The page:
Islamic finance has seen significant geographical expansion in the past few years, with new countries drafting up legislation to facilitate it.
Islamic finance is an ever-changing field, full of innovation and growth in equal measure. There are now around 15 Islamic banks and finance companies operating in the UAE. Across the world, Islamic finance has seen rapid growth, with assets reaching $2trn with expectations to cross the $3trn mark by 2018. This development has been driven by a growing Muslim population eager to find institutions that suit its needs.
While a boon for the industry, this growth has also posed challenges relating to how it can be successfully managed in the future. One bank that is working to manage this growth while creating new products is Union National Bank (UNB) located in Abu Dhabi, United Arab Emirates. Since it was founded in 1982, UNB has established itself as a leader in the field and a company that focuses on the future.
The bank and its subsidiaries now boast an international presence, through which UNB embodies the ‘we care’ ethos adopted upon its establishment. World Finance had the opportunity to speak to the CEO of UNB, Mohammad Nasr Abdeen, about the bank’s successes and the future of Islamic banking.
In the past three decades, Islamic banking has emerged as a competitive framework and a possible substitute for the conventional banking system. Islamic banking is no longer limited to specialised institutions and has expanded both geographically and in product richness, with structured credit finance receiving most of the attention.
The rapid growth of Islamic banking over the years has resulted in the introduction of complex banking products and structures. Taking note of the demand, a number of western countries have recently started allowing Islamic banks to operate in their respective jurisdictions. The UK became the first leading western country to issue a government sukuk (Islamic bond). The first fully fledged Islamic bank in Germany was launched in 2016, while Japanese lawmakers are now considering issuing regulations that will allow Japanese banks to provide Islamic finance products.
Al Wifaq Finance Company was established in 2006 as a subsidiary of UNB, offering Sharia-compliant products for the growing Islamic banking market. Al Wifaq is led by a highly qualified management team and a Sharia supervisory board comprising distinguished and eminent Sharia scholars.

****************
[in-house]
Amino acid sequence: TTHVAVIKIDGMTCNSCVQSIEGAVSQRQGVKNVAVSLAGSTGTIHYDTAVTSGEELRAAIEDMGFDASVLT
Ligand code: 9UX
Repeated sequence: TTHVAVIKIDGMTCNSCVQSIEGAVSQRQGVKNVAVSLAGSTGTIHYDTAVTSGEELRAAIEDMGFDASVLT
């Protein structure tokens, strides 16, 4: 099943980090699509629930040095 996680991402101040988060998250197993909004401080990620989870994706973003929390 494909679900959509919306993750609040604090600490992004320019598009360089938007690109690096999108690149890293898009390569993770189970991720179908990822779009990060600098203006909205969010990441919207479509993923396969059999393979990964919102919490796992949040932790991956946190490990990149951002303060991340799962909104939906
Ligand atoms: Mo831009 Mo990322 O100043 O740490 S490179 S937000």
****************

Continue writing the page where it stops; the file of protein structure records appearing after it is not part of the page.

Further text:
The vision of Al Wifaq Finance Company is to be a premier Sharia-compliant finance brand in the UAE. It has acquired a leading role in the Islamic financial sector, offering innovative products and services across the retail, SME and corporate sectors through a growing network of seven branches in the UAE.
Despite turbulent and challenging market conditions, Al Wifaq and Islamic Banking have achieved an asset growth rate of 25 percent, from AED 6.2bn ($1.69bn) in December 2014 to AED 7.8bn ($2.12bn) in September 2016. Furthermore, Al Wifaq continues to play an active role in supporting the local community through its corporate social responsibility (CSR) policy and initiatives.
In the third quarter of 2016, the group recorded balance sheet growth across all key business segments as it pursued its prudent strategy of growing its business in a sustainable and selective manner. Loans and advances increased by seven percent on a year-on-year basis, reaching AED 73.6bn ($20bn) by 30 September 2016, while customer deposits grew marginally by two percent to AED 74.8bn ($20.4bn). Furthermore, consolidated total assets were up by four percent to AED 105.4bn ($28.7bn) over the same period.
The bank also concluded a five-year senior unsecured bond issuance of $600m under a Euro medium-term note programme. The order book was oversubscribed three times, demonstrating the strong investor appetite for UNB credit. The UNB Group’s focus remains on managing its cost structure efficiently and continuing to invest in future growth areas and technology upgrades to enhance the overall customer experience.